In general, I think I do alright when it comes to coding in programming languages, but I think I'm missing something huge when it comes to databases.
I see job ads requesting knowledge of MySQL, MSSQL, Oracle, etc. but I'm at a loss to determine what the differences would be.
You see, like so many new programmers, I tend to treat my databases as a dumping ground for data. Most of what I do comes down to relatively simple SQL (INSERT this, SELECT that, DELETE this_other_thing), which is mostly independent of the engine I'm using (with minor exceptions, of course, mostly minor tweaks for syntax).
Could someone explain some common use cases for databases where the specific platform comes into play?
I'm sure things like stored procedures are a big one, but (a) these are mostly written in a specific language (T-SQL, etc) which would be a different job ad requirement than the specific RDBMS itself, and (b) I've heard from various sources that stored procedures are on their way out and that in a lot of cases they shouldn't be used now anyway. I believe Jeff Atwood is a member of this camp.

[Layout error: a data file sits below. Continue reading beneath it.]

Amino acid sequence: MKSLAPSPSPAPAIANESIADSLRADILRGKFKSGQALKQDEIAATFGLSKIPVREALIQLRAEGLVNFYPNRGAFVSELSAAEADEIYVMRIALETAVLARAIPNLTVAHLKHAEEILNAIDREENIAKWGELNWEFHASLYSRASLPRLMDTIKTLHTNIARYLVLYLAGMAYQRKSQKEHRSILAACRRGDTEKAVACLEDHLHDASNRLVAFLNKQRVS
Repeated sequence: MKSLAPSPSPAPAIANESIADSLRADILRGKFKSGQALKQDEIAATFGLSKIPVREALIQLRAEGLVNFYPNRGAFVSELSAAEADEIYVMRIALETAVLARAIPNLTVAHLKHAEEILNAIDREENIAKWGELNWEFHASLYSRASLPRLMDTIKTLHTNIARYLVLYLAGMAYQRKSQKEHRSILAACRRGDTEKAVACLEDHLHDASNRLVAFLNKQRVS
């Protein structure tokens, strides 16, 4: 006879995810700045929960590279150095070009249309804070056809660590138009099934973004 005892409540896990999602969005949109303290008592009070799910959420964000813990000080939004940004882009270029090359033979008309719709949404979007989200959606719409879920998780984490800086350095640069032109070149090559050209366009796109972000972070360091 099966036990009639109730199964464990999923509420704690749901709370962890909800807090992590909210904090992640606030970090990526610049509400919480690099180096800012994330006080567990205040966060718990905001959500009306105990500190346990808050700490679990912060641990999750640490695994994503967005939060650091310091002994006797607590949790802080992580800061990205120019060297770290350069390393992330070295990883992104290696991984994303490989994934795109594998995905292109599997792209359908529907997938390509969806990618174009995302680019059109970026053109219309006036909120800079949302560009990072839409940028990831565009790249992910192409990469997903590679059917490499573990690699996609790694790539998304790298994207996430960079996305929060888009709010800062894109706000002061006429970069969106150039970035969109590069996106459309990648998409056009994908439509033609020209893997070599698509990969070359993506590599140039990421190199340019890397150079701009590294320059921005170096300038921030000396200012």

The above concepts do not vary much for MySQL, SQL Server, Oracle, etc.
With this question, I'm mostly trying to determine the important difference between these. I.e. why would a job ad demand n years experience with MySQL when most common use cases are relatively stable across RDBMS platforms.
CRUD statements, joins, indexes.. all of these are relatively straightforward within the confines of a certain engine. The concepts are easily transferable if you know a different RDBMS.
What I'm looking for are the specifics which would cause an employer to specify a specific engine rather than "experience using common database engines."